Relax, it’s not that difficult. In fact, if you employ the right analytics team, you can get all the knowledge you need while you snooze.
Gopal Ratnam wants to get 24 hours of productivity out of you every day. Can’t go without sleep, you say? Need to eat once in a while? What about bathroom breaks?
Relax, you can have all those and a life outside the office. As head of Genpact’s analytics business in India—the information-crunching unit that helps organizations make sense of all kinds of data—Ratnam contends that U.S. business leaders can leverage his company’s knowledge-process outsourcing (KPO) capabilities around the clock to get a competitive market advantage. So even while you’re out like a light, a dedicated support team halfway around the world is shedding light on your business.
If you’re not familiar with it, KPO is the latest outsourcing phenomenon to make inroads into the corporate world. Dominated by firms such as Genpact in India, these service providers take massive amounts of data—whether it’s your customer’s buying habits, service feedback, or even employee input—and detect patterns or reveal trends. They often generate original research in their quest for answers so you don’t have to.
According to Indian BPO provider Satyam, the global KPO market in 2005 was estimated at around $1.2 billion, but with growth pegged at 46 percent, it could reach $17 billion by 2010. The type of work undertaken by Genpact and others include competitive intelligence, campaign management, program tracking, customer relationship management, customer value mapping, research, database generation, and others. Armed with huge teams of Ph.D.s and master’s degrees, KPO providers are a restless bunch with a goal of helping clients make money—compared with the goals of HRO and FAO providers, who want to save clients money.
“Fundamentally we analyze data to help customers make important decisions,” said Ratnam, who holds three graduate degrees and joined Genpact—then GECIS—in 2003. “In terms of driving impact and delivering value to customers, the kind of work we do is the highest in the value chain.”
Indeed, analytics require a different skill set than HRO or FAO. While the latter focuses more on data processing, the former requires analytical thinking, interpretation skills, and market savvy to help customers achieve their goals. While analytics are aimed at growing revenues, some companies are also employing analytics vendors to help with improving HR operations, assess supplier quality, and tap into other operational efficiencies.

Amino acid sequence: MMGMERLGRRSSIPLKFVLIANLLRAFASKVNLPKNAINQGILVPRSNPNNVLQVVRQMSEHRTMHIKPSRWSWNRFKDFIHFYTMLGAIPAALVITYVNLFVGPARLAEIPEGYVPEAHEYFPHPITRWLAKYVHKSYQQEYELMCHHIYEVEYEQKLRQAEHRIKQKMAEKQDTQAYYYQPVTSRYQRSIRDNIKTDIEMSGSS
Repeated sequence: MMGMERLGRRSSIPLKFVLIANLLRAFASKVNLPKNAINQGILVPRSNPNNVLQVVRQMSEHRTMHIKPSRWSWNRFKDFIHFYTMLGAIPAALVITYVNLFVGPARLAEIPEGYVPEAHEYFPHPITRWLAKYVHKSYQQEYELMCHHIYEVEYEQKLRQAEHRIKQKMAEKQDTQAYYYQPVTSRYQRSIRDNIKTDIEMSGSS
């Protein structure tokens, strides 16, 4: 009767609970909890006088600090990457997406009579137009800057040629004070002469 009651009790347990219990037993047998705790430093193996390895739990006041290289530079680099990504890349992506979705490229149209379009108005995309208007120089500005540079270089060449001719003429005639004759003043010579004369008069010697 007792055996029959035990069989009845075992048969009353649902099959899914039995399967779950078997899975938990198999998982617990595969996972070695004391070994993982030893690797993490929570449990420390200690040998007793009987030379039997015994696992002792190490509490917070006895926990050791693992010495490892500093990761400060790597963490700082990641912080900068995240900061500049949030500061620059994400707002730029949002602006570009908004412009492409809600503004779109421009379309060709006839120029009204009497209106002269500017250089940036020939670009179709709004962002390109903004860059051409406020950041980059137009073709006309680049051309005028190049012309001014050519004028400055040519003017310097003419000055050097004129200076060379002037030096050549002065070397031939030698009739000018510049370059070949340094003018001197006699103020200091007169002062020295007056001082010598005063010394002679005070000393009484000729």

For instance, the analytics group helps perform hiring and attrition analysis, takes employee satisfaction surveys, and conducts compensation, claims analysis, and benefits modeling. Related are its work on call-volume forecasting, capacity planning, and contact center evaluation.
As part of Genpact, Ratnam’s unit is also a complementary arm to its main business: outsourced finance and accounting services. About half of its business still comes from parent company GE, which last year divested about 60 percent of its ownership in Genpact. And it was only in 2004 when the business unit began to sell its services to external customers. However, Ratnam wants to impress on clients that the analytics business caters to both internal and external customers and adds value to plain F&A or HR services. Analytics, he says, bring both knowledge as well as create processes for organizations.
For instance, research that clients ask for is sometimes used to create new business processes, either on the customer-facing side or in the back office. Other times, analytics results are compiled to improve customer relationship management—both internal and external. That means employers can also look to analytics vendors to help measure their HR effectiveness.
Outsourced financial processes “really focus on what happens today. What we actually do is look at the history behind what’s happening today,” he said, adding that his firm has a staff of nearly 1,200, of which more than 90 percent has advanced degrees. Moreover, employing an outsourced analytics team means injecting best practices and techniques into the fray, allowing buyers to identify and solve problems quickly. While data from different projects are always kept apart, he said many of the same analytical tools are used.
Most importantly, he contends, is offshoring’s ability to turn an organization’s workday from eight hours to 24 hours because of the time difference (Mumbai is 9.5 hours ahead of New York). So even when the business day is over in North America, MBAs, economists, and other researchers continue to slash away at data and research to give their North American clients an edge in the
So next time you’re up at night, Ratnam wants you to relax and think about how you, too, can employ a team of Ph.D.s and master’s half a world away putting together the pieces that will hopefully give you an edge over competitors down the street.